Diocletian does Split

Day 23
Split, Croatia

Our high speed Krilo ferry docked here from Hvar early this morning. After spending over a week in the quiet outlying islands, we felt a marked change after arriving in Split, the second largest city in Croatia. There are bus-filled streets, skyscrapers overlooking the port and a general buzz that we’ve not yet encountered in this country. We’re renting 13 Stones, a centrally located 200-year old two-bedroom apartment in a residential neighborhood, situated steps from the palm tree-lined harbor promenade in a private courtyard.

We spent most of the afternoon exploring Diocletian’s Palace, built by the Roman emperor of the same name between the years of 295 – 305. What makes these ruins all the more fascinating is that, unlike many others, they have not been relegated to a museum status seen only behind barricades. Instead, this site has become home to about 3,000 residents within the palace walls, as well as countless shops and restaurants.

The entire palace is huge — it measures 215 meters from one end to the other — and was constructed with no expenses spared. At its heart is the Cathedral of St. Dominus, which Diocletian originally built as his mausoleum. The doors were carved in the 13th century, depicting scenes from the life of Christ in 28 intricate squares. And, a climb to the top of the 60-meter bell tower offered views of Split, the Adriatic and beyond.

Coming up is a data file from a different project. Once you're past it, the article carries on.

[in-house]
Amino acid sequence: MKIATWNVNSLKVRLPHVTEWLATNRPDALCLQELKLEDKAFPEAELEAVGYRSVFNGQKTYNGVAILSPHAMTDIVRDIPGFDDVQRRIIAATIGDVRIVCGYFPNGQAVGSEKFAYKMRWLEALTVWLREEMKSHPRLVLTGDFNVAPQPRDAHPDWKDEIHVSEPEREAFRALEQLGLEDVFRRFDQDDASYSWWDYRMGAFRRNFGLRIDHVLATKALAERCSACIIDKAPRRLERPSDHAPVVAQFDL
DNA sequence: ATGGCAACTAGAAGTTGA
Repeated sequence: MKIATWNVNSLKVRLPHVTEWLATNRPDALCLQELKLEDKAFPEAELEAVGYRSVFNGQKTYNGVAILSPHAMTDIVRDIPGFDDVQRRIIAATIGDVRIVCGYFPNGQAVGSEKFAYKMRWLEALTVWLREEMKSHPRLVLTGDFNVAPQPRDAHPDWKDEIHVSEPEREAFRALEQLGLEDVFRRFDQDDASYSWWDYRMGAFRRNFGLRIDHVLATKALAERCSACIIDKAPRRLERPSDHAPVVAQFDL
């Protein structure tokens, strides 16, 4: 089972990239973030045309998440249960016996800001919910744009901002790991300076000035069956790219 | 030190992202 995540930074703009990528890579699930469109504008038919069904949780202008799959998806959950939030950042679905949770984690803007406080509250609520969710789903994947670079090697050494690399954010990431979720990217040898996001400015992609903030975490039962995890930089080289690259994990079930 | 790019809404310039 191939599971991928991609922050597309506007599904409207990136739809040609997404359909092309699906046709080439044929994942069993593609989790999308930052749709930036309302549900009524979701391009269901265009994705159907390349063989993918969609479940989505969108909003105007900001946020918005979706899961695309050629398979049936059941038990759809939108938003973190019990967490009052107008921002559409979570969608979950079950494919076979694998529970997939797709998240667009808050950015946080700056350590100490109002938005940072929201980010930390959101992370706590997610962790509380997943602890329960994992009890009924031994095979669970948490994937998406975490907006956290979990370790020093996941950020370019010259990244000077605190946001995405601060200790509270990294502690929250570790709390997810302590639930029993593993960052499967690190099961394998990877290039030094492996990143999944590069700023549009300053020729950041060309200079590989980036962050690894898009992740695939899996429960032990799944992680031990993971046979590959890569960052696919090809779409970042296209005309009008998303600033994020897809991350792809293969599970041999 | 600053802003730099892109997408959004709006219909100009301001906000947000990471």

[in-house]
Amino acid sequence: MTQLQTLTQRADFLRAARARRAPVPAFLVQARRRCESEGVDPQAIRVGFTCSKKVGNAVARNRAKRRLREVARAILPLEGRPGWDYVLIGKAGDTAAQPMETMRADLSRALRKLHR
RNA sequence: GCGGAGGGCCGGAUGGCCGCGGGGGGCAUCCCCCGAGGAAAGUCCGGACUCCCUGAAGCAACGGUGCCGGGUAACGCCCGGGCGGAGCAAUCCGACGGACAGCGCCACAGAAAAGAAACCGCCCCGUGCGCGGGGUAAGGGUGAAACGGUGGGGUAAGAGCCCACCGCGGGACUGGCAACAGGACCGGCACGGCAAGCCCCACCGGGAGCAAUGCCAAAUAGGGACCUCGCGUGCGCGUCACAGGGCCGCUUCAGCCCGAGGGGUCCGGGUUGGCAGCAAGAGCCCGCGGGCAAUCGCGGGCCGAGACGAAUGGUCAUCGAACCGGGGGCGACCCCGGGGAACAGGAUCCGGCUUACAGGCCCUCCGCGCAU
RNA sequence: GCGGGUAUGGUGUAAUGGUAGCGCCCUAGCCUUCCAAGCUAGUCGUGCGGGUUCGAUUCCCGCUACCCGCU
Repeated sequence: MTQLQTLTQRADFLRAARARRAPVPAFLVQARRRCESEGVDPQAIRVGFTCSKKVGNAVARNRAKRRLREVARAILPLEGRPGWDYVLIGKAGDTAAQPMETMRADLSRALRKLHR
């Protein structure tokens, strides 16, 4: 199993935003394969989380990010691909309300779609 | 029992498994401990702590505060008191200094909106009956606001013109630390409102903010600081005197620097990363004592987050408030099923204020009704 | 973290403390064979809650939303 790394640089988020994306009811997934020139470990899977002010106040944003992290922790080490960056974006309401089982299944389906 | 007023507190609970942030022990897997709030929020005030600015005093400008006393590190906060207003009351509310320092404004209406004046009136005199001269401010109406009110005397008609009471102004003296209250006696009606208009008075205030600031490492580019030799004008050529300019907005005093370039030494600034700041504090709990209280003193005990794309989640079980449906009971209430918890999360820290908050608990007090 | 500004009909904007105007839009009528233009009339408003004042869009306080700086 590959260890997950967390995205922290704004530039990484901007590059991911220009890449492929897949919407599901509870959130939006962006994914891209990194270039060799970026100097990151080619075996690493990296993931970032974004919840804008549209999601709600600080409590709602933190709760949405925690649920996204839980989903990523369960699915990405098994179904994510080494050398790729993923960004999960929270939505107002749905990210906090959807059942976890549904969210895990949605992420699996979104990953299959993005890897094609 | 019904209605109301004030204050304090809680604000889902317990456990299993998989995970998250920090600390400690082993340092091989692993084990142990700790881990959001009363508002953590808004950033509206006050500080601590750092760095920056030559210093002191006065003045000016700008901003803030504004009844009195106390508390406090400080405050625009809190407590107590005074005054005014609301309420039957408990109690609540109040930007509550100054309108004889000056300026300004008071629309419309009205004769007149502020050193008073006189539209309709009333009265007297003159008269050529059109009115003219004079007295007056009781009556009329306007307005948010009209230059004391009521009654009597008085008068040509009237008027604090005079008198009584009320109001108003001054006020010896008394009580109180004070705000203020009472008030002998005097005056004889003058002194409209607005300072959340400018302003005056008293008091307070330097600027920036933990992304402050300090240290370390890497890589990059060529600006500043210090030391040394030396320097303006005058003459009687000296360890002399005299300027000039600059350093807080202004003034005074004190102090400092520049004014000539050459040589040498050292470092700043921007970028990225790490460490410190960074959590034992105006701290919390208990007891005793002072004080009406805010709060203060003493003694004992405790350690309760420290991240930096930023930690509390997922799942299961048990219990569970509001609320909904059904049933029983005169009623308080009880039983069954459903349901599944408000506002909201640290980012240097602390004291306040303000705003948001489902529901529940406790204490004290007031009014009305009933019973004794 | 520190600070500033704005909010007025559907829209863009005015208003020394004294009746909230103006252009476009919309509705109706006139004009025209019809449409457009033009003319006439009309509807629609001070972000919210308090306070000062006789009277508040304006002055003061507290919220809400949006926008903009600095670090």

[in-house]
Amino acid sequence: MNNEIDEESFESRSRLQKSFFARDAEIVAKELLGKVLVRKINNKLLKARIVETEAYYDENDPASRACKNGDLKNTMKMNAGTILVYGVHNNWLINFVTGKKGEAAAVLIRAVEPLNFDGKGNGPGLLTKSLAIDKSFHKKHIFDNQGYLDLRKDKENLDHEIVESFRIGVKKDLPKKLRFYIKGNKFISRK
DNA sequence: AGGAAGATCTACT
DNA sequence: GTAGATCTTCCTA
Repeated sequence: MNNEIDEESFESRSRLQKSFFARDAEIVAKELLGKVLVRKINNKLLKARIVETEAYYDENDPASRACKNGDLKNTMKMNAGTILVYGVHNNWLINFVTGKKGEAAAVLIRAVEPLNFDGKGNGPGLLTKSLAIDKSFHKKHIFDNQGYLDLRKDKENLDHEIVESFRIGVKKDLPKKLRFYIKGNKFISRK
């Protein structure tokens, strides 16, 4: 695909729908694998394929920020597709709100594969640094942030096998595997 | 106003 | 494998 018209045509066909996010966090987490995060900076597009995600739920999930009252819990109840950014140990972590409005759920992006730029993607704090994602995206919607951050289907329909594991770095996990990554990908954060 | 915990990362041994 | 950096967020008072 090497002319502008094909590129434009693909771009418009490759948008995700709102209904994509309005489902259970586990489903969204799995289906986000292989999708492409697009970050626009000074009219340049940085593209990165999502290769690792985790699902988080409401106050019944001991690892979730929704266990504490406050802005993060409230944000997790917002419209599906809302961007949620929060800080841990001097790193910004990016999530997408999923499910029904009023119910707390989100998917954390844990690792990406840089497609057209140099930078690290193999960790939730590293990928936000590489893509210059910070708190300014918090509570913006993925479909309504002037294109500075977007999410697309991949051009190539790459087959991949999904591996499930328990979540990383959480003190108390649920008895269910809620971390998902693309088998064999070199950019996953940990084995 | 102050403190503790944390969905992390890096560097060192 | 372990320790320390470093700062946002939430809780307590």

Afterwards, we walked through an open-air market, where vendors sold every item imaginable, from fruits and vegetables to soccer jerseys and pellet guns — and made sure to rub the left big toe of the statue of Gregorius of Nin, as doing so is supposed to bring good luck.

Tomorrow, we head to Brac, the largest island in central Dalmatia.

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